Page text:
Well, to start with we need to ask some fundamental questions. These include: which students are A levels designed for today?, who should determine the content of the A levels?, and how can the skills needed by students in higher education and work be developed within a single subject system? More significant is the whole question of the 14-19 phase of education and the imminent raising of the education leaving age to 17 in 2013 and to 18 in 2015. However, there are few, if any, signs that the present government wishes to revisit this matter. If this assertion is true, then what changes to A levels should be made?
Well, here are my proposals, some of which are to be made, others yet to be considered:
(i) First, make changes to the assessment system to have more synoptic questions and ones that require extended writing, remove the resit option totally and ensure that the papers as a whole differentiate much better between candidates, particularly the more able. There also needs to be further attention given to the process around grade boundaries.
(ii) Ask higher education and the subject bodies to devise a common core of knowledge and skills for each subject and have these cores included in all A-level specifications. Furthermore, ask higher education to set the questions for this common core. This would ensure greater commonality in content of each A-level subject and reduce the need for first-year degree courses to repeat so much A-level work.
(iii) Abandon the modular structure to enable the end of resits and the return of a terminal assessment.
(iv) Require all A-level studies to include a core of maths to support the subject(s) being studied. This maths could be an integral part of the specification (particularly in the physical sciences where almost all quantitative work has been removed) or it could be a separate study where maths is not being studied at A level.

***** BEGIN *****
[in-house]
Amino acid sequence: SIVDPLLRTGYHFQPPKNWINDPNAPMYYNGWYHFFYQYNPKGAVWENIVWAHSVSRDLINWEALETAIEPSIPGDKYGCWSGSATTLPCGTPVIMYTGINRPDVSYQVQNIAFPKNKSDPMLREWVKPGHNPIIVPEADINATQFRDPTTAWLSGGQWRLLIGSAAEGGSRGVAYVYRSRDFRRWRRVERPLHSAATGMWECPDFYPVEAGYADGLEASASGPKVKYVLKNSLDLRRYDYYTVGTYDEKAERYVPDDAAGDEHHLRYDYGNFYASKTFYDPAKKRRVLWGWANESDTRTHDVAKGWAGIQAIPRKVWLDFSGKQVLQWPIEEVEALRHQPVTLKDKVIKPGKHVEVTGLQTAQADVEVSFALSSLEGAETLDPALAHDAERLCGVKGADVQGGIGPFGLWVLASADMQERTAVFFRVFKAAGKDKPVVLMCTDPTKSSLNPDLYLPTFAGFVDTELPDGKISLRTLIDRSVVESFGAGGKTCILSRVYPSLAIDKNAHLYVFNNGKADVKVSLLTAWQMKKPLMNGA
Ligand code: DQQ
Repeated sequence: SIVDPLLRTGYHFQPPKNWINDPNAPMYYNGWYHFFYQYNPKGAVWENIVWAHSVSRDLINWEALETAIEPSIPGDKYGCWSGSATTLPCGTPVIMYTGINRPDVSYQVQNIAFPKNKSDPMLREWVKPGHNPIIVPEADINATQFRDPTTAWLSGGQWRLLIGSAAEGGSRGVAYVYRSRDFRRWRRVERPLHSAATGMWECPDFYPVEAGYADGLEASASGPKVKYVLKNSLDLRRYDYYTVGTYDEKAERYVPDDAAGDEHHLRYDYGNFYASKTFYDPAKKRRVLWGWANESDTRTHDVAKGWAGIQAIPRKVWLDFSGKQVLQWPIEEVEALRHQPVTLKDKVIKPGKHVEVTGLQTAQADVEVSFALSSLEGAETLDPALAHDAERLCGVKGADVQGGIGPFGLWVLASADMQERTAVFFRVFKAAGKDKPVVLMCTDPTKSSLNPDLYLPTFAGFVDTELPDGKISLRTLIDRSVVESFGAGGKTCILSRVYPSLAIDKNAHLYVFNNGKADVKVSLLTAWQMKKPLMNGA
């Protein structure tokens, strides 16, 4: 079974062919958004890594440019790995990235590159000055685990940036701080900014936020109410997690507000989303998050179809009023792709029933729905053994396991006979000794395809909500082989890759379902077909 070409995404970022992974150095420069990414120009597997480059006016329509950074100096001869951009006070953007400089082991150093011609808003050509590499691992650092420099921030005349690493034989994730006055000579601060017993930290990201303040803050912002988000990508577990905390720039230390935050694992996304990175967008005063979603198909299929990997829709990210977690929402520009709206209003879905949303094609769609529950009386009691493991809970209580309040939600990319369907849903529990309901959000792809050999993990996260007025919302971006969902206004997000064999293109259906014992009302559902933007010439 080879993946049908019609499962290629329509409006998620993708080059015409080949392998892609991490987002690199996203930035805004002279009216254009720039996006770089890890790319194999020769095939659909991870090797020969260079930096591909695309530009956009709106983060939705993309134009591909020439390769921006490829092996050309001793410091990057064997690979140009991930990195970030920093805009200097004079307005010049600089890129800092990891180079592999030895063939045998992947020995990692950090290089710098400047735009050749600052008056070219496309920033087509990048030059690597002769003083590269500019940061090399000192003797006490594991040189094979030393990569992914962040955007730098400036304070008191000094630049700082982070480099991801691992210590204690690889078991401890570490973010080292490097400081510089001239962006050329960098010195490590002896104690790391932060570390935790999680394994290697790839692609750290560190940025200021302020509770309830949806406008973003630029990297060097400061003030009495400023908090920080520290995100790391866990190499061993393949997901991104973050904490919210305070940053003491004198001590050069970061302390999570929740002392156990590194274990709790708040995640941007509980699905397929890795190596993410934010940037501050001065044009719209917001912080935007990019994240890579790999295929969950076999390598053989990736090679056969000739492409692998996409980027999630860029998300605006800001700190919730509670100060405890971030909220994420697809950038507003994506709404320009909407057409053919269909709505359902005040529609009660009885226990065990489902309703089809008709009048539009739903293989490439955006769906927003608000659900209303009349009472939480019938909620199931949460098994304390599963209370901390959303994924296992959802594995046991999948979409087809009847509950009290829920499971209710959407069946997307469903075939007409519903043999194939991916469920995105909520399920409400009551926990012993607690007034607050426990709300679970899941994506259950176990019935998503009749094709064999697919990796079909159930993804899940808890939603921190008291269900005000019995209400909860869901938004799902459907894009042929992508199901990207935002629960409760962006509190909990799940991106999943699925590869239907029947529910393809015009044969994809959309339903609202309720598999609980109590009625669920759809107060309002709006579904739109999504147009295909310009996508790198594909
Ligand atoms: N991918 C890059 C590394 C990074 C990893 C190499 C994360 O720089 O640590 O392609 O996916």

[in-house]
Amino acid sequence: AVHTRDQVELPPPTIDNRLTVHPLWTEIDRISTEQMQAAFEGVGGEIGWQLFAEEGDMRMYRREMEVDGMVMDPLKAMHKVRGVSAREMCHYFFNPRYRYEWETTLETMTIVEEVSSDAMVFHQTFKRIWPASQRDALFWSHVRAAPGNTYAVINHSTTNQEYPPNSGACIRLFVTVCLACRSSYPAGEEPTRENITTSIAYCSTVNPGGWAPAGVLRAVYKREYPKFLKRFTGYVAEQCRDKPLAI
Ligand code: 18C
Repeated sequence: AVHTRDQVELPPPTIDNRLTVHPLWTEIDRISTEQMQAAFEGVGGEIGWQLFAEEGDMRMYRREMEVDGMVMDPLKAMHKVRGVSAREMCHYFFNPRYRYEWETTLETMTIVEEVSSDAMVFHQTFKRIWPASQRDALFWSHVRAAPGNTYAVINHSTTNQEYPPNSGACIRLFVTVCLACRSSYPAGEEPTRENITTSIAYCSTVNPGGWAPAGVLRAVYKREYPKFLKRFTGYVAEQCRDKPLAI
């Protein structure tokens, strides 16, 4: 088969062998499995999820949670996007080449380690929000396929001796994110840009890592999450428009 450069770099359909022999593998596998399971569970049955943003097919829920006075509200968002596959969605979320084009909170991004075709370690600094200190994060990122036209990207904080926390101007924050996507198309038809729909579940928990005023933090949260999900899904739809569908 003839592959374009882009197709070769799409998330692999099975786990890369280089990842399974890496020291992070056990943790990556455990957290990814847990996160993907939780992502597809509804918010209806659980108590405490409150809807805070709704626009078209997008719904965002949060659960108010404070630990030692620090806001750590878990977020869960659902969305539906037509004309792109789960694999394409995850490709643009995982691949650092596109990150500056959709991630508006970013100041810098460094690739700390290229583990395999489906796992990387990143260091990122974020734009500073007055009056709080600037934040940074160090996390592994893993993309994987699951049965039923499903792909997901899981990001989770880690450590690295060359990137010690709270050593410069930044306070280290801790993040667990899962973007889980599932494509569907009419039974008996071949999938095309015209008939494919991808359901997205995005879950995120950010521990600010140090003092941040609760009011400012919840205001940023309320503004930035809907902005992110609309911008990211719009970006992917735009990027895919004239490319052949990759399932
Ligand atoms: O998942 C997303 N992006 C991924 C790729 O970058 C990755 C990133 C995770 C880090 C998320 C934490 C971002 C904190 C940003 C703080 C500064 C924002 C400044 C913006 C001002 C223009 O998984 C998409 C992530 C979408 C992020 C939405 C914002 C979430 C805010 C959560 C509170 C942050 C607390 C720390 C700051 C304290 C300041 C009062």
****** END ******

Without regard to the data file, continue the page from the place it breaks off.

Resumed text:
While these changes could help restore a level of confidence in the A-level system, in the long term there has to be a sensible, informed debate about the curriculum and assessment system needed in the 21st century. Knowledge alone is not sufficient (and in any case is readily available today as a result of information technology), when higher education and employers are increasingly arguing for the importance of skills such as teamwork, the management of time and work, problem-solving and oral confidence to make a case and persuade others of its validity. A levels alone cannot meet these needs, even if reformed. The answer may lie in a baccalaureate structure, a model that is employed widely in many countries, but I have made that argument recently. I live in hope that sometime in the future reform of the system for 14- to 19-year-olds will involve a baccalaureate, although some will no doubt continue to think I am a dreamer.
Sir Michael Tomlinson is the author of the Tomlinson report.